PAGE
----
When we think of love we think of it in terms of that boy who broke our heart or that girl who betrayed us, of the secret feelings we carry or the embarrassing declarations that got us nowhere. Every poster, every hoarding, every ad, every film and book, they all use the word ‘love’ so that it is a bombardment none can escape. There is a perfect world out there with a perfect mate, we are conditioned to believe.
Through all our disappointments, through all our tears, love beckons steadily as an ideal. In the basements of our minds is tucked away this thought: True Love exists. We may be tardy, we may waste time with X, Y, Z, we may dilly-dally, but ultimately everything will sort itself out when we run into the love of our life.
Meanwhile, minds are ensnared by the mundane – politics, wrong jobs, parents who fall ill and die, Netflix, religion, poor body image, property spats, sibling rivalry, mounting bills, leaking roof, hair-fall. Life gives no breathing space. True Love seems suddenly a candle flame flickering in the faraway wind. A fable. A lullaby. A lie told to put us to sleep.
The more relentless the images of love transmitted at us in top speed, the farther we move away from it in flesh and blood. Nothing can match the passion, the twists and turns, the drama on screen. The abs, the hair styles, the cool attire, the dialogues. Sitting on our sofa, peering at TV or computers in our sleep-deprived maniacal state, True Love is dressed in Prada and carrying a Louis Vuitton handbag.
Love teases and peeps at us from windows of other homes. We meet couples who smile and glance at each other in a synchronised fashion, and we long to complete someone’s sentences too. We envy them that effortless ease with each other, not really dwelling too long on all the hard work that must have entailed in terms of focused and sustained attention.
It is easier to explode our longings on art, cinema, food, music or God. But all these loves for all these forms of man-made terrains cannot beat the loneliness at the core of human existence. We need another person. Not so that others think we have someone, not someone to procreate with, not someone as arm candy…. But someone to chat with in the small hours, when the chips are down, when nothing is going our way. For which we have to reciprocate, be there for them just as they are for us.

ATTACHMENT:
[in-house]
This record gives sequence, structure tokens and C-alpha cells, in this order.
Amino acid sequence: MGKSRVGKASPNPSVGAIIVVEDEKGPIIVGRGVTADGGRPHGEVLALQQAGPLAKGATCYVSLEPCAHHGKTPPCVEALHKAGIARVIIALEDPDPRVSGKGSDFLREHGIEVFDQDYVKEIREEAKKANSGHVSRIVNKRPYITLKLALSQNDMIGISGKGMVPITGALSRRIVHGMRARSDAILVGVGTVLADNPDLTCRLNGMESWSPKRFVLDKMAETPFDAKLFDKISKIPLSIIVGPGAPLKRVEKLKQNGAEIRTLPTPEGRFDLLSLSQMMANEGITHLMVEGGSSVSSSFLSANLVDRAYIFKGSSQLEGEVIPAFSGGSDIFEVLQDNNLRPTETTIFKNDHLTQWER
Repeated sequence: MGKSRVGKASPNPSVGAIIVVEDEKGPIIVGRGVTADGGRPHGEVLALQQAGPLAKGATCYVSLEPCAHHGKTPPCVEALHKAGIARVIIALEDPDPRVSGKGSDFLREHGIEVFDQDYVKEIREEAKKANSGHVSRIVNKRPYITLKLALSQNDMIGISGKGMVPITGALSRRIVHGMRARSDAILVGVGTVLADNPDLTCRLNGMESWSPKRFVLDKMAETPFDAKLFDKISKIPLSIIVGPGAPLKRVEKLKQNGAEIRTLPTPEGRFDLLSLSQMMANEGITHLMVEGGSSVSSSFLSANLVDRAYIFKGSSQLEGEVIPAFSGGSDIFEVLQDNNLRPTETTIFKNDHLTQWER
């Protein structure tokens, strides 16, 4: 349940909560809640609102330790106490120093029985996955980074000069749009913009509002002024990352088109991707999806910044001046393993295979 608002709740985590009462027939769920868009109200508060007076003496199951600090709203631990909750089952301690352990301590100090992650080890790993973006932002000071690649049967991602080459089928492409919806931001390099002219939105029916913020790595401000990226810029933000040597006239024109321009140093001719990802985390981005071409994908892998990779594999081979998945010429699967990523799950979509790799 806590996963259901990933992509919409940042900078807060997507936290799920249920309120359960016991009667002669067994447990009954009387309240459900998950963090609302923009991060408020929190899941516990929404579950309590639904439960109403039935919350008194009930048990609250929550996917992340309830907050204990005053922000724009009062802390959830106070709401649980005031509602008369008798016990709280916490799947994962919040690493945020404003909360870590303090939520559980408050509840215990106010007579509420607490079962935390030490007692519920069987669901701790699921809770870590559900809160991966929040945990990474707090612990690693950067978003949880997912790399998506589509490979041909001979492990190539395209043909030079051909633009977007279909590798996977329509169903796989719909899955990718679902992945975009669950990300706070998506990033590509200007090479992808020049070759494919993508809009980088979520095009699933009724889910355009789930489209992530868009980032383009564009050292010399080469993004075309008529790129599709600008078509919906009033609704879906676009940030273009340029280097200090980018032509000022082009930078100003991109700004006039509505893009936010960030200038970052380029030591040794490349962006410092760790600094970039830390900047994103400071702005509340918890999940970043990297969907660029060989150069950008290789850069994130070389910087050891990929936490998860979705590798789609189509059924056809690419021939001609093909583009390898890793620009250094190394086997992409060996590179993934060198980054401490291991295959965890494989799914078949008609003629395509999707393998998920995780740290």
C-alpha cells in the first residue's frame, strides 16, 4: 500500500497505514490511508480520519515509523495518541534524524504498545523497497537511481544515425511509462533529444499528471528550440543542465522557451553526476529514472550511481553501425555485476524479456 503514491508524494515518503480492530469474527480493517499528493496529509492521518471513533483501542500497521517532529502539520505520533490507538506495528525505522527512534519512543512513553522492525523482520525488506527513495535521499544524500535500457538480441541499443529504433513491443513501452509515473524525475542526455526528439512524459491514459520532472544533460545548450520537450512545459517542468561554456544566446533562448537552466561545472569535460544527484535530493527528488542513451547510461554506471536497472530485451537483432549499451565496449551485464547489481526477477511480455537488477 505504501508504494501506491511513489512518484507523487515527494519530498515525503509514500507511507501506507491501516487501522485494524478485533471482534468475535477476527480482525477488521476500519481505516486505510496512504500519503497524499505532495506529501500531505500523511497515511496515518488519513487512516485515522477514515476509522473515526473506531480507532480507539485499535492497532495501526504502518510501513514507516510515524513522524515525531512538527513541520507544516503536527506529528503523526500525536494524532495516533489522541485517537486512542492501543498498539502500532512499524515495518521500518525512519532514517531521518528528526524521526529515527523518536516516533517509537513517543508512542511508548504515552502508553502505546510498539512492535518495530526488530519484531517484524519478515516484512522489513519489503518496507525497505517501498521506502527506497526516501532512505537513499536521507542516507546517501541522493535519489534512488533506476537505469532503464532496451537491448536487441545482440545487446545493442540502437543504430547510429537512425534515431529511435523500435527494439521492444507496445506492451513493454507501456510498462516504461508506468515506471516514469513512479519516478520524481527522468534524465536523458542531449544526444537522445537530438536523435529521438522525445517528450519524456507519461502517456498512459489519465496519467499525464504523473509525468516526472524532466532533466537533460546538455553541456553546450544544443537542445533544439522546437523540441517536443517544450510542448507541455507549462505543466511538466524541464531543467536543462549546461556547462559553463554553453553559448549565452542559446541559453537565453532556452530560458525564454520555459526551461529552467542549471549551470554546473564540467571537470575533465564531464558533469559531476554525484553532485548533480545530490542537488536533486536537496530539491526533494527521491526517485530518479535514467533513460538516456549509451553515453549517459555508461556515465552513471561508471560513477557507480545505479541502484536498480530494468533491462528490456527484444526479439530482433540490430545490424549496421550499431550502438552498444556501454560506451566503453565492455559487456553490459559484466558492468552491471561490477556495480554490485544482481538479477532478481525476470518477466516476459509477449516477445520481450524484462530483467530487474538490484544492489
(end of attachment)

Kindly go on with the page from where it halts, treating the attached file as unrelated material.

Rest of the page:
Love for another human being is the highest love of all. And it takes a lifetime to find it and keep it. And here I quote my colleague Subodh Sankar from the Bengaluru Poetry Festival, which he has founded along with Atta Galatta, a bustling bookshop in Bangalore, with his wife Lakshmi. Says Subodh: “We are like chalk and cheese, Lakshmi and I. She likes alone time while I talk to fill every second…. Lakshmi told me to start a bookstore. That was how Atta Galatta began…. In the last seven years we’ve gotten overwhelming support. We handle both the good and the bad together… A relationship is not about being content in each other’s successes, but being actively involved in each other’s lives.”
Cheers to that!
Shinie Antony is a writer and editor based in Bangalore. Her books include The Girl Who Couldn't Love, Barefoot and Pregnant, Planet Polygamous, and the anthologies Why We Don’t Talk, An Unsuitable Woman, Boo. Winner of the Commonwealth Short Story Asia Prize for her story A Dog’s Death in 2003, she is co-founder of the Bangalore Literature Festival and director of the Bengaluru Poetry Festival. Read Shinie Antony's columns